Once found, the water had to be toted back to camp. A pole was inserted between the handle and the lid of the huge container that then sat at the pole’s midpoint. This allowed the weight to be evenly distributed across the shoulders of the carriers and helped make a tough task easier to perform. It was Big Tom who pitched the idea of using a pole.
When some of the members were having difficulty finding their way to the spring, it was suggested that they trek toward the tallest tree in the cluster and then proceed to the spring which would be located about fifty yards above the landmark. It was Big Tom who offered the navigational tip.
One day, upon reaching the stream where they routinely bathed, a fresh pile of elephant dung was discovered in its midst. Kim Johnson, a retired schoolteacher from Oyster Bay, New York, took a spot downstream from the excrement. A fellow tribesman advised her to wash upstream for obvious sanitary reasons. She ignored the advice. The kibitzer was none other than Big Tom.
“[Kim] kind of looked down her nose at me from the get-go,” recalled Buchanan. “I would act like I was going to get her spot, but she’d run over me to get there first. But I wasn’t going to wash there. I told her three different times that she needed to wash upstream. Since it was me telling her, she wouldn’t. She apparently knew more than I did. My daddy told me that if someone knew more than you did, to listen to them. I listened to her, but I never did wash where she did.”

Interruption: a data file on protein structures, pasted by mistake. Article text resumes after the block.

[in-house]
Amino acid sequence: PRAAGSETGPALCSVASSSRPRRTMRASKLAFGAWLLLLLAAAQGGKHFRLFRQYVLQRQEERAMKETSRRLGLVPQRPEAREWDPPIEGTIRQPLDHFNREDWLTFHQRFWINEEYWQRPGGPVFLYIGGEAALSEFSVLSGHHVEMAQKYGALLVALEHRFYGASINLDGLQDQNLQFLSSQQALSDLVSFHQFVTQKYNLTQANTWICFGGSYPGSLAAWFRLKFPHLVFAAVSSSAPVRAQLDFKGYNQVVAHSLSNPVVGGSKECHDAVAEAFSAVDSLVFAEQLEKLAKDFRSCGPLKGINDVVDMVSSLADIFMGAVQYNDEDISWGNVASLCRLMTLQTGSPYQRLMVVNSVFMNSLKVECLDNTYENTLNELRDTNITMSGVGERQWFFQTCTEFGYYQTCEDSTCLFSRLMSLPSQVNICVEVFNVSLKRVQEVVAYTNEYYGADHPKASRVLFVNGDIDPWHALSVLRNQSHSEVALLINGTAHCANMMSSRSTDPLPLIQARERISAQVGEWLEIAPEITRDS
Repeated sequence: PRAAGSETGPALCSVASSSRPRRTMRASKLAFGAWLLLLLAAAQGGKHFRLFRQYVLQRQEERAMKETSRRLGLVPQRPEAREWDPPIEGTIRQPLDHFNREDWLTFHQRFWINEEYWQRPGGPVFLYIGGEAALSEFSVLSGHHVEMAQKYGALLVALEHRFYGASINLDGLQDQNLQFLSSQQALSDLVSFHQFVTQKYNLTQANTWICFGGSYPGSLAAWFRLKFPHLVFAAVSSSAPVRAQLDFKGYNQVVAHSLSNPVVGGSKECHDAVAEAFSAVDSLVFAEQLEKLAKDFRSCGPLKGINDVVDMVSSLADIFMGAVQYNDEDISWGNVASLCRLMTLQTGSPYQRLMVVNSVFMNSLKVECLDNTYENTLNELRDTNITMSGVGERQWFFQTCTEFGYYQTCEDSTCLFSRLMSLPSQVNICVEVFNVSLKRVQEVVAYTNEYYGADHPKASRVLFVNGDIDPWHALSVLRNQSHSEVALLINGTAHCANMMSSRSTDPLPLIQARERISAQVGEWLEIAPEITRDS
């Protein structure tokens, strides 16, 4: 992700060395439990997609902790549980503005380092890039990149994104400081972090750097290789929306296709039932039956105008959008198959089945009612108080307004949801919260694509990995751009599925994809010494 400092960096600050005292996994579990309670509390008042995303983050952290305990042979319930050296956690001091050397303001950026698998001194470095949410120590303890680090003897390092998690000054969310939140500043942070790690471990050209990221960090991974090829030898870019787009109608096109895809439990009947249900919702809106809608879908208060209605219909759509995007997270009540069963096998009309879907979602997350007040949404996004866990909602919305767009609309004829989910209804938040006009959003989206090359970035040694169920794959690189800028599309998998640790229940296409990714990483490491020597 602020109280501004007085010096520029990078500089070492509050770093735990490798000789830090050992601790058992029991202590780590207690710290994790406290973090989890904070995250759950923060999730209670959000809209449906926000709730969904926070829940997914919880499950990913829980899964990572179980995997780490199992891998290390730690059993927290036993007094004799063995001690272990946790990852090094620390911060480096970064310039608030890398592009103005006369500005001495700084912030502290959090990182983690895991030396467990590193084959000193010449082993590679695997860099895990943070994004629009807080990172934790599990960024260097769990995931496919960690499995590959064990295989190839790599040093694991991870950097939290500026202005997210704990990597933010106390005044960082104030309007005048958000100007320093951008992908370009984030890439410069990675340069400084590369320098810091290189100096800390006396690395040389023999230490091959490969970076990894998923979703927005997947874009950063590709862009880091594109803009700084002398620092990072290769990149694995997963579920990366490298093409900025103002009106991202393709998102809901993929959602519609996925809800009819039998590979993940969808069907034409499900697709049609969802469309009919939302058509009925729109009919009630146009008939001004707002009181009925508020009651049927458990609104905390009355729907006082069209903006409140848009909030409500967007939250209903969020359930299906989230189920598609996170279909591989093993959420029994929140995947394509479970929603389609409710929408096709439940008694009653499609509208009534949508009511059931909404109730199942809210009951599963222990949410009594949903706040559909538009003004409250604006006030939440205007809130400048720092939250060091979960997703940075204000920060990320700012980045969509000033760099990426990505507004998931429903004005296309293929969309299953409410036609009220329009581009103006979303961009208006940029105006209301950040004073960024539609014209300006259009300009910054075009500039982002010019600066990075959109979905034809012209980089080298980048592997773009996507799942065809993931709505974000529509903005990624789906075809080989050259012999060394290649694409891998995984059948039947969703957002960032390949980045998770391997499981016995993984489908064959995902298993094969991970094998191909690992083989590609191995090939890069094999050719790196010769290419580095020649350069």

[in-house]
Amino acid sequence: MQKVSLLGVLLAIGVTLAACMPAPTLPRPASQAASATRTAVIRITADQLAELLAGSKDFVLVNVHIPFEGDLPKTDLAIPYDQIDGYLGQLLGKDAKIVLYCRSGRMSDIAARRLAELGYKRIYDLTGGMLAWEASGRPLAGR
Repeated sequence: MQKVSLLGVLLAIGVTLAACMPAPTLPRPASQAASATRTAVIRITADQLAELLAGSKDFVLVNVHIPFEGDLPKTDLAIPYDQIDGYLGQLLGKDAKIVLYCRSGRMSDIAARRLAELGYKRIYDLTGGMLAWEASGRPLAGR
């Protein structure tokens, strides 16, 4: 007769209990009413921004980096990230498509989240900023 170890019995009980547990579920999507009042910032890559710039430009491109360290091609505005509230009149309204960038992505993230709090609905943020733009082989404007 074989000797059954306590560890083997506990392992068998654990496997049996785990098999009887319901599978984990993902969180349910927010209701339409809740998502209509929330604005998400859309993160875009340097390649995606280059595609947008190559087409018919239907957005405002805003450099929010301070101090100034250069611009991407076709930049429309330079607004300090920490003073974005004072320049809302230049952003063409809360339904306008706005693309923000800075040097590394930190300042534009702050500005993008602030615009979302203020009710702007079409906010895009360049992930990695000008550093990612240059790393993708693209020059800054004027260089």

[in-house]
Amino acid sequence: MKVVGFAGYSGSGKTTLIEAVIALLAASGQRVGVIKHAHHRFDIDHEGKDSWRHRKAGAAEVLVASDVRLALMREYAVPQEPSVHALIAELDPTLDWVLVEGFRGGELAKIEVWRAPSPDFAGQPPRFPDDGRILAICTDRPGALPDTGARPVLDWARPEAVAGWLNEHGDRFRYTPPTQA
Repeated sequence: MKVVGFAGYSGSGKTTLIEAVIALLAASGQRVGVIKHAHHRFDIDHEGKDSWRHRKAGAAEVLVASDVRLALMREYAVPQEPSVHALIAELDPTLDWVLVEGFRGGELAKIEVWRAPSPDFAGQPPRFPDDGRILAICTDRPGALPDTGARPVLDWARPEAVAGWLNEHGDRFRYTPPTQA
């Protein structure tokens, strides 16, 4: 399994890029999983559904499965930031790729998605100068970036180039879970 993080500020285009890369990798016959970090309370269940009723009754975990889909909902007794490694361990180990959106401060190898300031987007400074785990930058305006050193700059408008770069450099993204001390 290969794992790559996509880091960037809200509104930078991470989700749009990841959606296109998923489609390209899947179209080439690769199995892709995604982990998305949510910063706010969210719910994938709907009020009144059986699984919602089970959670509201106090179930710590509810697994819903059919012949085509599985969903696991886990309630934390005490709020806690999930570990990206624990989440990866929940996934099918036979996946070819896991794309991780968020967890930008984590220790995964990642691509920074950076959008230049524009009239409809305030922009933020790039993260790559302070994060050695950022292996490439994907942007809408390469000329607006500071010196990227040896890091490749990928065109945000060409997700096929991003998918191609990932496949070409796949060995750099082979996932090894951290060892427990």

Because rearing and habitat generally shape one’s life, it was difficult for those who lived in the city or upscale digs to relate to doing chores, pinpointing direction, and living in nature and on a sanctuary. For Buchanan, it came naturally and reminded him of his youth when everyday there was work to be done, with adventures to be explored afterward.
“We worked on the farm. When we weren’t working, we’d be hunting or fishing. We had to work before we could play.”
Such duties included hauling hay, working cattle, plowing, and raising tobacco, a laborious job. When Buchanan’s father, Raymond, was satisfied with his son’s effort, he would allow him to pursue the call of the wild.
“Duane Prater and I used to catch [snakes] and sell them. We’d put them in a pillowcase and sell them to a place at Lookout Mountain. We’d get five dollars each for the poisonous ones and one dollar each for the non-poisonous,” Buchanan fondly remembered. “We also hunted grouse, deer, bear, and raccoon.”
At 16 years of age and in the fashion of Daniel Boone himself, Buchanan killed a bear. He was hopeful that the experience would aid him if confronted by an animal of equal ferocity while in Africa. It didn’t.